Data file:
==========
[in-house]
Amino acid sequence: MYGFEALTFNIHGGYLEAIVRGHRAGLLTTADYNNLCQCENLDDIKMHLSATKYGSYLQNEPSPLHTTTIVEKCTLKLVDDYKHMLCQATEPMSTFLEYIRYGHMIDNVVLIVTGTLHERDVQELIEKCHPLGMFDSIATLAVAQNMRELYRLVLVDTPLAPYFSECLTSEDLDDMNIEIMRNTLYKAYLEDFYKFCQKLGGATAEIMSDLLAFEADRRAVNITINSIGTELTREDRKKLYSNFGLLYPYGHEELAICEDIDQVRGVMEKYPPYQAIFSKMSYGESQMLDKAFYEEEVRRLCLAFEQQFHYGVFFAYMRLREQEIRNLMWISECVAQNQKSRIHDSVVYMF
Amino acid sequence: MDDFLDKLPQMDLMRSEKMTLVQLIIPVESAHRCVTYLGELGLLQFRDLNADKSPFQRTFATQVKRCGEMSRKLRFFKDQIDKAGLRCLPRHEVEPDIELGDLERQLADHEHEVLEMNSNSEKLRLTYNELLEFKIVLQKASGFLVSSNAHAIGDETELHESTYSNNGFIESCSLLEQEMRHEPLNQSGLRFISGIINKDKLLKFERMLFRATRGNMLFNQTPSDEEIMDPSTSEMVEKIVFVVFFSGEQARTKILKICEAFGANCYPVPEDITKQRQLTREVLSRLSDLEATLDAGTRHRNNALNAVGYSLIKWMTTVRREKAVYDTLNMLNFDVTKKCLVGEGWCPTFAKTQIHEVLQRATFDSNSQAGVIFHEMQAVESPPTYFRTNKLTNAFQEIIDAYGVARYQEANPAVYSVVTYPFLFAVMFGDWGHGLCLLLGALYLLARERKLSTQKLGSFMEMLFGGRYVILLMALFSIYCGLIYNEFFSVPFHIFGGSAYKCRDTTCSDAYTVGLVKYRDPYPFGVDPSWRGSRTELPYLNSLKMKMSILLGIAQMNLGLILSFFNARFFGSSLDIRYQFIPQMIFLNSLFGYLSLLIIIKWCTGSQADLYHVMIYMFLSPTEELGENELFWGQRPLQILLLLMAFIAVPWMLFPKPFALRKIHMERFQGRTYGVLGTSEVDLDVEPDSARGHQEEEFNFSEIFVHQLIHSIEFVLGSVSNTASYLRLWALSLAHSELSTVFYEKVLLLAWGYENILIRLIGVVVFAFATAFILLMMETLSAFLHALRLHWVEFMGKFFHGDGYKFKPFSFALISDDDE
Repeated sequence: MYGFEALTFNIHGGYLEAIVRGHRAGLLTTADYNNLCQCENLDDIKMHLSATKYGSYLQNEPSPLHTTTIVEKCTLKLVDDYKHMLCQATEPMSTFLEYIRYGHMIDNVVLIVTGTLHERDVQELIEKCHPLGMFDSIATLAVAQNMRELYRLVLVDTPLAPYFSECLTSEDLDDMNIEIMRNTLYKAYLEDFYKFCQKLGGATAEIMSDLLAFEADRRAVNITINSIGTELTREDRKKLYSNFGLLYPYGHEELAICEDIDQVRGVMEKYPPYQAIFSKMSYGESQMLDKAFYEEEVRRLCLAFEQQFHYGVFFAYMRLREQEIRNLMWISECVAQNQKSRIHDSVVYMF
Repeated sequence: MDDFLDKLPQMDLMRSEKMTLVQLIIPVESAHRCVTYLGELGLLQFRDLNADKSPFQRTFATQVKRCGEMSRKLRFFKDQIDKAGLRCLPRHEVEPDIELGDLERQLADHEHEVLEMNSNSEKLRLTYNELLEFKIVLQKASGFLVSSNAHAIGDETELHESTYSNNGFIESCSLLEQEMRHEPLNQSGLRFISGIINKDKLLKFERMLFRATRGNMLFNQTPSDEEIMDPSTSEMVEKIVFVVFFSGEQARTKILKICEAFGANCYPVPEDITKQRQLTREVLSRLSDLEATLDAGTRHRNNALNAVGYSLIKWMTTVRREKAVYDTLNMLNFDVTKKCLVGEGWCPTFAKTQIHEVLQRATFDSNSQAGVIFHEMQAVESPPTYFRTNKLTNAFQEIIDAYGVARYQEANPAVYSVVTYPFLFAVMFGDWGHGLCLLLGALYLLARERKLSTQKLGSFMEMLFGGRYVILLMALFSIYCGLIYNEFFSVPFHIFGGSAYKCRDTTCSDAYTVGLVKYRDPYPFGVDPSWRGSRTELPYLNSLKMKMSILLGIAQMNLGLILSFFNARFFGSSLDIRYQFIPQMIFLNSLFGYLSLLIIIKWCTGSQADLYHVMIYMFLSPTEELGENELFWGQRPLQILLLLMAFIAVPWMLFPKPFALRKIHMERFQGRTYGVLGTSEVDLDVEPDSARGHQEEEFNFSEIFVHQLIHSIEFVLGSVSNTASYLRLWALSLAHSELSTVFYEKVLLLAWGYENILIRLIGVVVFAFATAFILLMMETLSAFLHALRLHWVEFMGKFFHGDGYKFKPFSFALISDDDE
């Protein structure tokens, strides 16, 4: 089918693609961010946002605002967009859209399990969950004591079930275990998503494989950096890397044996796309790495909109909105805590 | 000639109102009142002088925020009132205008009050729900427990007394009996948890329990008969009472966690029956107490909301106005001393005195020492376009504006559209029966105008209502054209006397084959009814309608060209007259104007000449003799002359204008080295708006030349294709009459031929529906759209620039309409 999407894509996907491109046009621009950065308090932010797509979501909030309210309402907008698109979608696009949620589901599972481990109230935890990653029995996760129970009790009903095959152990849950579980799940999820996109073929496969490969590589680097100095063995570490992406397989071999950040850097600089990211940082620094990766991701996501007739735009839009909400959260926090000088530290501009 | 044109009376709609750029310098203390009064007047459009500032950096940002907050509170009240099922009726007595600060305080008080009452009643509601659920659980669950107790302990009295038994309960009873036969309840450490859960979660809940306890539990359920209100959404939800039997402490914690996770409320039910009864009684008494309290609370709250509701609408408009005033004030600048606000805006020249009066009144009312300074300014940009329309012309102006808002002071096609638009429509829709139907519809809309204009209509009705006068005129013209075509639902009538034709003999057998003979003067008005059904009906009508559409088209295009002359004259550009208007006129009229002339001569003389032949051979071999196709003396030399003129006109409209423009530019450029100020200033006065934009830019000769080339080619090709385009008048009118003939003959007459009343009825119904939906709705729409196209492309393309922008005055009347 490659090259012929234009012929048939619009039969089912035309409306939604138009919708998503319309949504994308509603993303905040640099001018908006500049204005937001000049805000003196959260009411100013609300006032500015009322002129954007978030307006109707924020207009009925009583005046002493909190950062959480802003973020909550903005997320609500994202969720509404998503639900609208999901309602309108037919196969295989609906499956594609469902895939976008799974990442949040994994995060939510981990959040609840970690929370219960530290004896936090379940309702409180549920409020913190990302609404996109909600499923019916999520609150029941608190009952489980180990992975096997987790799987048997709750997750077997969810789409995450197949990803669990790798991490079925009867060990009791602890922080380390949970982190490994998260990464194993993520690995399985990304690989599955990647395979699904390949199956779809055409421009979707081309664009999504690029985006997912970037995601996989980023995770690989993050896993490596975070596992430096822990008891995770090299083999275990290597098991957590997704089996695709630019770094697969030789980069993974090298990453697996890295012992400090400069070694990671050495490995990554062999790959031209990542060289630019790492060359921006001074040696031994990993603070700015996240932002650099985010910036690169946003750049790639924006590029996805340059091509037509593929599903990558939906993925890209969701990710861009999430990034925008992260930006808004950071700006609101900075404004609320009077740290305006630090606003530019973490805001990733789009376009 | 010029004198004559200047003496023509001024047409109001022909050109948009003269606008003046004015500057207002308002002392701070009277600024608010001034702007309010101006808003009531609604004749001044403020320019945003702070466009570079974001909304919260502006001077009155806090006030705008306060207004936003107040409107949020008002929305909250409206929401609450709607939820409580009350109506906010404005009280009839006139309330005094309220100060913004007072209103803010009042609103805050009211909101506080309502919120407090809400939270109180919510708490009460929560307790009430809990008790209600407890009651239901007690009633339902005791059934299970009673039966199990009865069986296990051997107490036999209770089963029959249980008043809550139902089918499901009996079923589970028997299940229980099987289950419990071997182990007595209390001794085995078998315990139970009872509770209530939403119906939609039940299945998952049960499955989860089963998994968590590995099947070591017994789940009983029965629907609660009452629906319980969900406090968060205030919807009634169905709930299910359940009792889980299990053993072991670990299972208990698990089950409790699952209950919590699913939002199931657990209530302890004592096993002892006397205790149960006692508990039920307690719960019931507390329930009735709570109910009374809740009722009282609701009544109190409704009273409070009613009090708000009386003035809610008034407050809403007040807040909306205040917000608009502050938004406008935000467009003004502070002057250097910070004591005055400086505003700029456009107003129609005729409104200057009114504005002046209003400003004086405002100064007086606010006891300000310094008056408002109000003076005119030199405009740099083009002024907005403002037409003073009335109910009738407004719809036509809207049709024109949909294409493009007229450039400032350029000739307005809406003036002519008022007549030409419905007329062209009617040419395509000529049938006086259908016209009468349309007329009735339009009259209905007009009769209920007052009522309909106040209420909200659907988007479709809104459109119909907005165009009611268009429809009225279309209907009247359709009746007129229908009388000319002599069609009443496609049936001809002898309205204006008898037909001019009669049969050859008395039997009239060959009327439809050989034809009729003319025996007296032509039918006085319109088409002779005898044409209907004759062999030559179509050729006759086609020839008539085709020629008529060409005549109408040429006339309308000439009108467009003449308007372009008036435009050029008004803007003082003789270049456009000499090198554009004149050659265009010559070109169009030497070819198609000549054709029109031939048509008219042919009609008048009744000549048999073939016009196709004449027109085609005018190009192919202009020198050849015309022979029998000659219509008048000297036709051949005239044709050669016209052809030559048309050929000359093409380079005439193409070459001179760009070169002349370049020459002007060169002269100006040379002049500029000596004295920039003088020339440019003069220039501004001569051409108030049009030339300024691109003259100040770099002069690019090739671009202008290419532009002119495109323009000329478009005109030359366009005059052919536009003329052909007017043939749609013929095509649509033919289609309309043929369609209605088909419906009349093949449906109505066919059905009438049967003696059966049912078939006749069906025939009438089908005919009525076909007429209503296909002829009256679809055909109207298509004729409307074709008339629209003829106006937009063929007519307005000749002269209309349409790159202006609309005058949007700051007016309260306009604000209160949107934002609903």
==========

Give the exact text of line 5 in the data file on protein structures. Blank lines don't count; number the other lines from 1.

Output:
Repeated sequence: MDDFLDKLPQMDLMRSEKMTLVQLIIPVESAHRCVTYLGELGLLQFRDLNADKSPFQRTFATQVKRCGEMSRKLRFFKDQIDKAGLRCLPRHEVEPDIELGDLERQLADHEHEVLEMNSNSEKLRLTYNELLEFKIVLQKASGFLVSSNAHAIGDETELHESTYSNNGFIESCSLLEQEMRHEPLNQSGLRFISGIINKDKLLKFERMLFRATRGNMLFNQTPSDEEIMDPSTSEMVEKIVFVVFFSGEQARTKILKICEAFGANCYPVPEDITKQRQLTREVLSRLSDLEATLDAGTRHRNNALNAVGYSLIKWMTTVRREKAVYDTLNMLNFDVTKKCLVGEGWCPTFAKTQIHEVLQRATFDSNSQAGVIFHEMQAVESPPTYFRTNKLTNAFQEIIDAYGVARYQEANPAVYSVVTYPFLFAVMFGDWGHGLCLLLGALYLLARERKLSTQKLGSFMEMLFGGRYVILLMALFSIYCGLIYNEFFSVPFHIFGGSAYKCRDTTCSDAYTVGLVKYRDPYPFGVDPSWRGSRTELPYLNSLKMKMSILLGIAQMNLGLILSFFNARFFGSSLDIRYQFIPQMIFLNSLFGYLSLLIIIKWCTGSQADLYHVMIYMFLSPTEELGENELFWGQRPLQILLLLMAFIAVPWMLFPKPFALRKIHMERFQGRTYGVLGTSEVDLDVEPDSARGHQEEEFNFSEIFVHQLIHSIEFVLGSVSNTASYLRLWALSLAHSELSTVFYEKVLLLAWGYENILIRLIGVVVFAFATAFILLMMETLSAFLHALRLHWVEFMGKFFHGDGYKFKPFSFALISDDDE